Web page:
3. Ben Hur.  Charlton Heston. 1959.  Won 11 oscars.imgres-12
4. Passion of the Christ.  Mel Gibson director. 2004. Not for the faint of heart!imgres-15
and at theaters:

5. God Is not Dead.  I’m going to see this sometime this week. It’s made my list based on a friend’s recommendation.images-9

Do you have other movies to add to my top five picks? Have you seen all five of these movies?

Oh, Folly! No More Follies!

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The Fabulous Palm Springs Follies is closing after 23 years. The economy has been bad since 2008 and according to Riff Markowitz, Master of Ceremonies and Founder of the Fabulous Palm Springs Follies, “small theaters across the country are running out of money and closing.” His is no exception.

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My son turned 21 this week and he mentioned that he’d love to see the Follies since he was born in Palm Springs, lived here his entire life — until college — and has never gone to see it.

My dad, 82 years old, also wanted to see the Follies before it closed. But, his desire was driven by the great Darlene Love of Oscar-winning 20 Feet from Stardom and He’s a Rebel fame. She happens to be the last headliner ever of the Fabulous Palm Springs Follies.

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Tuesday night we went as a three-generation tag team to see the Last Hurrah of the Fabulous Palm Springs Follies with Darlene Love.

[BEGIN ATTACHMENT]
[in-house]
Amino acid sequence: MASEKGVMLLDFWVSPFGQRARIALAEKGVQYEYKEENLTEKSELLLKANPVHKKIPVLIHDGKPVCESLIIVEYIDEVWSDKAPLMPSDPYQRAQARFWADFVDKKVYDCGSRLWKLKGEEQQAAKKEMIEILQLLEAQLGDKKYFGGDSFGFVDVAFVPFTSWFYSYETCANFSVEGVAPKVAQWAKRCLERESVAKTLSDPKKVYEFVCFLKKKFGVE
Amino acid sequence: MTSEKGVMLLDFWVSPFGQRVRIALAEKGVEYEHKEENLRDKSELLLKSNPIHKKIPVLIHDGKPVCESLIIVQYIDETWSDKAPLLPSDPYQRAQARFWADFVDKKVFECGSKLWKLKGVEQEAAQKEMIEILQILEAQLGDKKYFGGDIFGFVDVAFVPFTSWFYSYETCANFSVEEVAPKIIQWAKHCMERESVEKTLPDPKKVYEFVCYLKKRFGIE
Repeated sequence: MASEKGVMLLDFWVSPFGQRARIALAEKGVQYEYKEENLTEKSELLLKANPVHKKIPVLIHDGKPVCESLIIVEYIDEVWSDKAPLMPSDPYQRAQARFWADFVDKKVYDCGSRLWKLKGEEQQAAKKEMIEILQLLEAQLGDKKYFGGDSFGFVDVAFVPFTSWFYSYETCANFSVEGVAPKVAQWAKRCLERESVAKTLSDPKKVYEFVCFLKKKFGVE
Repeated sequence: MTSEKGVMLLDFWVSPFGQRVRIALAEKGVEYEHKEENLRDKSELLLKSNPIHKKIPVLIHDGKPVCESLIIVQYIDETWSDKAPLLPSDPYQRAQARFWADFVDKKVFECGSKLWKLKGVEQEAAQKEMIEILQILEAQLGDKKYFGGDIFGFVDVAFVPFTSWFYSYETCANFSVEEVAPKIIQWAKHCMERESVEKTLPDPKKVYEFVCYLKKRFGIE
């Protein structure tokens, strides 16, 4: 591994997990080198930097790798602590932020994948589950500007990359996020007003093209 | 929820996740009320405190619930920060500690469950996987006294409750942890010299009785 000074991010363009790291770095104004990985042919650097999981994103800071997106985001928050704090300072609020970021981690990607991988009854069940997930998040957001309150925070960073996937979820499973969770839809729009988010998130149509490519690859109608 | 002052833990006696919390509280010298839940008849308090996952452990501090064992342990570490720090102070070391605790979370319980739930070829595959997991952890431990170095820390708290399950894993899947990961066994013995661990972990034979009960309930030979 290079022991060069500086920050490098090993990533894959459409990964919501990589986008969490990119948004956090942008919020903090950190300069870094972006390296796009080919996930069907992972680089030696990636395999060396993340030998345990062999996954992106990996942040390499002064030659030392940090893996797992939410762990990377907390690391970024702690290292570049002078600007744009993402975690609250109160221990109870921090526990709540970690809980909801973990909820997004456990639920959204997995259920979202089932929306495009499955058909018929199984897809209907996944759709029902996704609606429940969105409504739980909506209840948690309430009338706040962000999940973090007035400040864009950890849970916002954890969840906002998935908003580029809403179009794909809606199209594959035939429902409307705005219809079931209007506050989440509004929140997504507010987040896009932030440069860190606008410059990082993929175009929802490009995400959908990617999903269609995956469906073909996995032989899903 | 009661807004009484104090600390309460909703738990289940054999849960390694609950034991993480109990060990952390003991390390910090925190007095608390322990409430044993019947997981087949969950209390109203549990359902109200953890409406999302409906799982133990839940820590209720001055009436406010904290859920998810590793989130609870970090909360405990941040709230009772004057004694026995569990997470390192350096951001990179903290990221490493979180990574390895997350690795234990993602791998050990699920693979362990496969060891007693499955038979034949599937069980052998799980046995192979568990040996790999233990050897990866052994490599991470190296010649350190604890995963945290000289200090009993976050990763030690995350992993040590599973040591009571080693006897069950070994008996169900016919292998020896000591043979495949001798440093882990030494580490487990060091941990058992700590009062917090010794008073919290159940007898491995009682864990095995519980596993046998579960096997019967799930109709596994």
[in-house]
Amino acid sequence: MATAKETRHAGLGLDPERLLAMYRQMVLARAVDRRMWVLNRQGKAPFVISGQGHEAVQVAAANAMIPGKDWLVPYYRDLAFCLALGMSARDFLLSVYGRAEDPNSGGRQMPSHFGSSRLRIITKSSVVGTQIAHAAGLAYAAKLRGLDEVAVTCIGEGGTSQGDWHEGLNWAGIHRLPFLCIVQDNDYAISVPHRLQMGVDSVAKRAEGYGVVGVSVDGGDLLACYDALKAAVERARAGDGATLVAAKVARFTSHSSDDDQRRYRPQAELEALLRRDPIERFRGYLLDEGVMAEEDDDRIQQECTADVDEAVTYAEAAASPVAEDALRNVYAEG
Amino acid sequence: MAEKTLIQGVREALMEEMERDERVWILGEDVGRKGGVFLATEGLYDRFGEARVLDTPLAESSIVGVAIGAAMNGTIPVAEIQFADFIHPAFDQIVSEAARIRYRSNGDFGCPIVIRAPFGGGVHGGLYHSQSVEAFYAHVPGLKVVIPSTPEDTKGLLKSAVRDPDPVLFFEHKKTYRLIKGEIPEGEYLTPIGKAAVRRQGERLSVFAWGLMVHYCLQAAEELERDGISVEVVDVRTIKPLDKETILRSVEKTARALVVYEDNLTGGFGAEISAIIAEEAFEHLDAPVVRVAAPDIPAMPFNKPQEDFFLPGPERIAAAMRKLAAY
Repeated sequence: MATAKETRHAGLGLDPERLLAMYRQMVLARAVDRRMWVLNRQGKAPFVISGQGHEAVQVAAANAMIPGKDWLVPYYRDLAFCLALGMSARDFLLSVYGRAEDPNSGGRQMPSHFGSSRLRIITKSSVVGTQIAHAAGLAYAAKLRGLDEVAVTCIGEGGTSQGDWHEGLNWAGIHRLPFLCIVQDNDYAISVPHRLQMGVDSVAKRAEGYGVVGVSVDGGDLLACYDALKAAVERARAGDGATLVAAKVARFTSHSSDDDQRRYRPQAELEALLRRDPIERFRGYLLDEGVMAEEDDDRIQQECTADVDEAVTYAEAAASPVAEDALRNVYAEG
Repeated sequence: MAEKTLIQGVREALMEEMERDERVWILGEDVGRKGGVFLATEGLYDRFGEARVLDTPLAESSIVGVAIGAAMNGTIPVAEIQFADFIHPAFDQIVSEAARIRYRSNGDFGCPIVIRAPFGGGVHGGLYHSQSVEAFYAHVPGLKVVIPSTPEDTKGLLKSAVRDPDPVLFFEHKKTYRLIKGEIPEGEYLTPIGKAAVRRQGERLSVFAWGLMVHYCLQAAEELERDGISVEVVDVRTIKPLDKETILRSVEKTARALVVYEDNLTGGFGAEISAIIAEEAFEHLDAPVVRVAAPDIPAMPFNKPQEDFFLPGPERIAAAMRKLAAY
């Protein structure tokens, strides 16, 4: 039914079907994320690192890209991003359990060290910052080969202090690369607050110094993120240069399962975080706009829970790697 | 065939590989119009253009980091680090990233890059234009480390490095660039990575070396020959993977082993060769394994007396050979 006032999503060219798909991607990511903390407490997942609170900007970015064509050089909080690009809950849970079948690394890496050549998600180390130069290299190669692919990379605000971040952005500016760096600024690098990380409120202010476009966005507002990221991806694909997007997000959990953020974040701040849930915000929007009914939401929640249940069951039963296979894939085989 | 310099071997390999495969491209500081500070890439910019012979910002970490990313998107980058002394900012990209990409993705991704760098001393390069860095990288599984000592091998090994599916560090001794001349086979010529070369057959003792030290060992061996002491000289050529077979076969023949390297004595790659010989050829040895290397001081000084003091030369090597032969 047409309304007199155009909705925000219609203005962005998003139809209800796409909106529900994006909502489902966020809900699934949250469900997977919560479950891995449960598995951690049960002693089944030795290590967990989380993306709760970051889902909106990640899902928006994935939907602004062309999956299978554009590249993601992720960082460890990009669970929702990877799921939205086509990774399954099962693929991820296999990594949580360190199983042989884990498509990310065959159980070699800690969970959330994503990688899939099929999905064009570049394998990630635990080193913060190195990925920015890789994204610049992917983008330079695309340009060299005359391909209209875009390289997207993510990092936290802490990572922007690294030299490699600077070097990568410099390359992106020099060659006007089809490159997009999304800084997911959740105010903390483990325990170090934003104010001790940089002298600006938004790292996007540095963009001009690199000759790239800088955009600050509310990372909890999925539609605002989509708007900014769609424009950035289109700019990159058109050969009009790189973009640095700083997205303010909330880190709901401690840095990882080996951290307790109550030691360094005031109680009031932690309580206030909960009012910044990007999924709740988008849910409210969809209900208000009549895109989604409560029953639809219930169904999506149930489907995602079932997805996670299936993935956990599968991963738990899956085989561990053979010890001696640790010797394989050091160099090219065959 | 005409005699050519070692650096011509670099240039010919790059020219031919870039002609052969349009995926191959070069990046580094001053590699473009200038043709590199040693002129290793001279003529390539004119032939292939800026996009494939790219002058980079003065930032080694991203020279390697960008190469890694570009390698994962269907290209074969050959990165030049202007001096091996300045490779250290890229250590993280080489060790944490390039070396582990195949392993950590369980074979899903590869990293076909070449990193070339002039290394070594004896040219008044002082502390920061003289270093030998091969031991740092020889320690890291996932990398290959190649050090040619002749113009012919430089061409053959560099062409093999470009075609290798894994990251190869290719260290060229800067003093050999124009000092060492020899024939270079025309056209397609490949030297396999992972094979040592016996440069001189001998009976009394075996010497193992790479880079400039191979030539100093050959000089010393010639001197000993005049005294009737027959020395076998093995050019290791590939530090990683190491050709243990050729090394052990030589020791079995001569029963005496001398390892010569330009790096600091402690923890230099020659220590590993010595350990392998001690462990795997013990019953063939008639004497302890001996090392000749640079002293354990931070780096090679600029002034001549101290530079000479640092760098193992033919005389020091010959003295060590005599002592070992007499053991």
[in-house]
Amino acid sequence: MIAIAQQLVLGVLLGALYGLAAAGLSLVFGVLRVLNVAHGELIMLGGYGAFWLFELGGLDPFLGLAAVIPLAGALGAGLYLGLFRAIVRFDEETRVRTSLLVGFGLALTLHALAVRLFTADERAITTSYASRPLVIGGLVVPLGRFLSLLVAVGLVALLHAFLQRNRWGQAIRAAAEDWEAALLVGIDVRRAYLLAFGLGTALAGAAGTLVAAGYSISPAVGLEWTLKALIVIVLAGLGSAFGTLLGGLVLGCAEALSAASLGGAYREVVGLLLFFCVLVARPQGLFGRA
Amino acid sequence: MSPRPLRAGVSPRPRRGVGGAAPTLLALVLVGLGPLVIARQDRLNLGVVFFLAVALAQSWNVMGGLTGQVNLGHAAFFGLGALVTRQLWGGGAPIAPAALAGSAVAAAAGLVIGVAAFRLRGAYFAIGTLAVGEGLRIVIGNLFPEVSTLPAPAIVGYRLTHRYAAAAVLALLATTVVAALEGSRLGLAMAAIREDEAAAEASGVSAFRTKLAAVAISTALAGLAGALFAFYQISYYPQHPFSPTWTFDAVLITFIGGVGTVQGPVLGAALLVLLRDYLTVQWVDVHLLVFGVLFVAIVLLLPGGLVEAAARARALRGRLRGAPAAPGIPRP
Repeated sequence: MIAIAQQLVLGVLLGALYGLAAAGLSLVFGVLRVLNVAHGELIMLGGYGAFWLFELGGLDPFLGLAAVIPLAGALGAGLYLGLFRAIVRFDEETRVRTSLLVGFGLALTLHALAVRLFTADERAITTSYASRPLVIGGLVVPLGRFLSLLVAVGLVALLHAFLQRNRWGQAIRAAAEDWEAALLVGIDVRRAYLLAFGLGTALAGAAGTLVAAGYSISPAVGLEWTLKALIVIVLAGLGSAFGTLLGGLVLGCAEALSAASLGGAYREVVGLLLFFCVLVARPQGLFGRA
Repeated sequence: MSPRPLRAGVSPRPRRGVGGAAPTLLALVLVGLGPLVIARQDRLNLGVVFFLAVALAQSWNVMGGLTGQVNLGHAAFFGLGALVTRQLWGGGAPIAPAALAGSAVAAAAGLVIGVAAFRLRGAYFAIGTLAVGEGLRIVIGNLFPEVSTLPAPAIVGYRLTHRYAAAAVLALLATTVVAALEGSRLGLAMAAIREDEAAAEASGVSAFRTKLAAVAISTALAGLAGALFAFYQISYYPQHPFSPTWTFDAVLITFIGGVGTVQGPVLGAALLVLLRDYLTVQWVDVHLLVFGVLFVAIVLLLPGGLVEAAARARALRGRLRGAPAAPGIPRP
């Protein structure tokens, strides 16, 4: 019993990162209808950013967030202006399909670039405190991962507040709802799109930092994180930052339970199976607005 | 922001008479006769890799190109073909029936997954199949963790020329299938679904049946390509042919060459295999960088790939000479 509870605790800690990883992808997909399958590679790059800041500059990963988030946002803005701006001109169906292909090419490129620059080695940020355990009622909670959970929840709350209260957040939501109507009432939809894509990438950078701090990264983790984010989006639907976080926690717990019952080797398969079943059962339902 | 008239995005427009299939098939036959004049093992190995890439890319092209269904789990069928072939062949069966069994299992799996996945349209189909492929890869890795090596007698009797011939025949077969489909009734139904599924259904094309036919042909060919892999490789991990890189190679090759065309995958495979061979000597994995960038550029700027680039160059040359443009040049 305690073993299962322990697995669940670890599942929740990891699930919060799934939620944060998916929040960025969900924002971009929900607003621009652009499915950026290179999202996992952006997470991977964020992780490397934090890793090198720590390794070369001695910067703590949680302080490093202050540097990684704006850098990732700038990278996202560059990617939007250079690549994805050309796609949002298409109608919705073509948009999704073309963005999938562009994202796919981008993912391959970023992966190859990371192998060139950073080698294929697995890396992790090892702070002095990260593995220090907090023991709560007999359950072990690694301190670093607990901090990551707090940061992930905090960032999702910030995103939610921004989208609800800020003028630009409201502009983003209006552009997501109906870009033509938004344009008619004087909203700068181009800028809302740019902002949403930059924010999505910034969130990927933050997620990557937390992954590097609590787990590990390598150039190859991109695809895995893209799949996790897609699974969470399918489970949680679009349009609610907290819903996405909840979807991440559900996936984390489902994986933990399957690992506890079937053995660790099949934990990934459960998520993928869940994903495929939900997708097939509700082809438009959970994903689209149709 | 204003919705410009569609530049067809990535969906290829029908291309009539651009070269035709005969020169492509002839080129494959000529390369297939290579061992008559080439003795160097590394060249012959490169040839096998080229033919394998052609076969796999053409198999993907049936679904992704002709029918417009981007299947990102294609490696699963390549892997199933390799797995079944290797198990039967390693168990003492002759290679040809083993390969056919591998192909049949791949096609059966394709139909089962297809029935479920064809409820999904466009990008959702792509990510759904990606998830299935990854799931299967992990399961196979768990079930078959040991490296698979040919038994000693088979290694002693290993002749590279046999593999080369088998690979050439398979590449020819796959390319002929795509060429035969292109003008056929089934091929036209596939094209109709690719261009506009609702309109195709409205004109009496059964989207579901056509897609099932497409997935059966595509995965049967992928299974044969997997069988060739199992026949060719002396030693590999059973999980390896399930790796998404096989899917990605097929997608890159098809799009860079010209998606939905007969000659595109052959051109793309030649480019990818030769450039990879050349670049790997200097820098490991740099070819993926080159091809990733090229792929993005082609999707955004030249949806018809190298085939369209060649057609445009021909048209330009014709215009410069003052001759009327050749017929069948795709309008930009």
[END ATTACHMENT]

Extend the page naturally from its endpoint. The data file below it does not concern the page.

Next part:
Riff singled my son out of the audience for being a “young person!” He made Robert stand up and asked if he was “being punished.”

“How old are you, Robert? Twenty? Look at these shoes,” Riff said pointing to his feet. “These shoes are 11 years older than you!”

He asked to see Robert’s “old persons” and asked if Robert was our “seeing eye driver.” We laughed and cried — Riff was that funny.

Darlene Love knocked us out with her amazing voice and transcending performance.

imgresThe dancers of the Follies are aged 56 to 84 — all Broadway professionals, loving their craft. It’s a crying shame that their careers will be cut short when the Follies close!

It was a delight and I urge you to make the trip to Palm Springs to see it while you can. And if, you can’t, make sure you watch the movie with Darlene Love, Twenty Feet From Stardom! I insist!

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Have you ever been to the Fabulous Palm Springs Follies? Have you seen 20 Feet from Stardom?  Were you as impressed as me?